Sean Dyche sacking was a shock to Burnley players – co-caretaker Mike Jackson

Burnley’s sacking of Sean Dyche came as a “shock” to the players, according to interim co-manager Mike Jackson.

Dyche was the longest-serving manager in the Premier League, but his nearly decade-long reign ended on Friday with Burnley 18th in the Premier League and four points below safety, with eight games remaining.

The Clarets have only won four games this season, but the decision to release the respected 50-year-old has been widely criticized and was unexpected by those outside the club’s hierarchy.

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U-23 coach Jackson, along with academy director Paul Jenkins, U-23 goalkeeping coach Connor King and club captain Ben Mee, will take charge of the squad for the match on Sunday against West Ham.

“I came (Friday) to prepare for the U-23 game and they told me to go to the president’s office and they told me then,” Jackson said at a news conference.

“It was all a bit of a shock and we have to get the guys ready for Sunday. I think it’s been a shock to the players, that’s human nature, but they’re an experienced bunch.

“For us it’s about the whole club coming together: everyone here, the fans and everyone taking shelter to cut out all the noise and focus on what we need to do.

“I don’t think we’re going to change the way we play in one day. The strength of this group is that they will work together. We could play with some details, but there will be no change of style.

Sam Allardyce and Wayne Rooney are the first candidates to succeed Dyche, and Jackson reveals that he has not been given any indication of how long he will be at the helm.

“No, all they’ve asked us to do is get the guys ready for the game on Sunday,” he added. “Our entire focus is to make sure the group is ready for Sunday.”

The trip to the London stadium marks the start of three games in eight days for Burnley, who host Southampton and Wolves at Turf Moor next week.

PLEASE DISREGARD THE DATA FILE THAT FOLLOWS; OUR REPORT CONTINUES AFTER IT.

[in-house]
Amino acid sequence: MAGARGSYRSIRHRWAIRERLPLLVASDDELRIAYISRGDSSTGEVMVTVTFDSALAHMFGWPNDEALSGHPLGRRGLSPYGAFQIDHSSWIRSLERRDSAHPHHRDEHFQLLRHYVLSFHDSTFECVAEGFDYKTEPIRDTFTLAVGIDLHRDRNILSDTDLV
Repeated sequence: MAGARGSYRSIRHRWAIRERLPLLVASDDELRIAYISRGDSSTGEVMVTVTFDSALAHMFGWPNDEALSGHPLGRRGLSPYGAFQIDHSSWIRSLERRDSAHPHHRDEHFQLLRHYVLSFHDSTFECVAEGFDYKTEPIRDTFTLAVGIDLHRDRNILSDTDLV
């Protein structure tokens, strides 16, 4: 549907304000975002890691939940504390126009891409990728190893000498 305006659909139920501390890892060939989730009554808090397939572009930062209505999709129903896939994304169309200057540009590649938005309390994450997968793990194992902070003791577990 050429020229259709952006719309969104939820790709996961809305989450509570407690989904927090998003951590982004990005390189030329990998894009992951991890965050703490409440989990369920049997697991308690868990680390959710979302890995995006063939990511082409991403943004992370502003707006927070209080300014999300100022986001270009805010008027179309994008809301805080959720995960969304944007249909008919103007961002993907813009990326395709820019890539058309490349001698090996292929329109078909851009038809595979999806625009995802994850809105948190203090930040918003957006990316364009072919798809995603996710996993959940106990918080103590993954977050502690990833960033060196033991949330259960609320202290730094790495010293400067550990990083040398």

It’s a period that could go a long way in determining their season and Jackson, who revealed Mee is unavailable for the pick but will be a “voice” on the bench, is confident they can overcome the slump.

“Why not? We have to look at it that way, the performances have been fine details,” he said. “We have to try to look at the positives and take the good parts and use them and move on.”

Sam Allardyce has been linked with the vacant Burnley job (Lynne Cameron/PA)

Sam Allardyce has been linked with the vacant Burnley job (Lynne Cameron/PA)

Dyche’s departure ends a reign in which he has twice won promotion to the Premier League and regularly surpassed his achievements on a small budget, including a seventh-place finish in 2018 that earned the club a place in the play-offs. the Europa League.

“I think (Dyche) can be incredibly proud of what he’s accomplished,” Jackson added. “More than anything else, he has built not just a club but a culture and identity.

“That is really hard to do in football and it takes time and you need someone who knows what they are doing and what they want.

“I think the job he’s done, you just have to listen to some of the interviews from other managers and his peers and what they said about him.

“Fans will think I’m safe and they’ve had a great 10 years. I don’t think it will be long before the teacher and his staff have another job again.”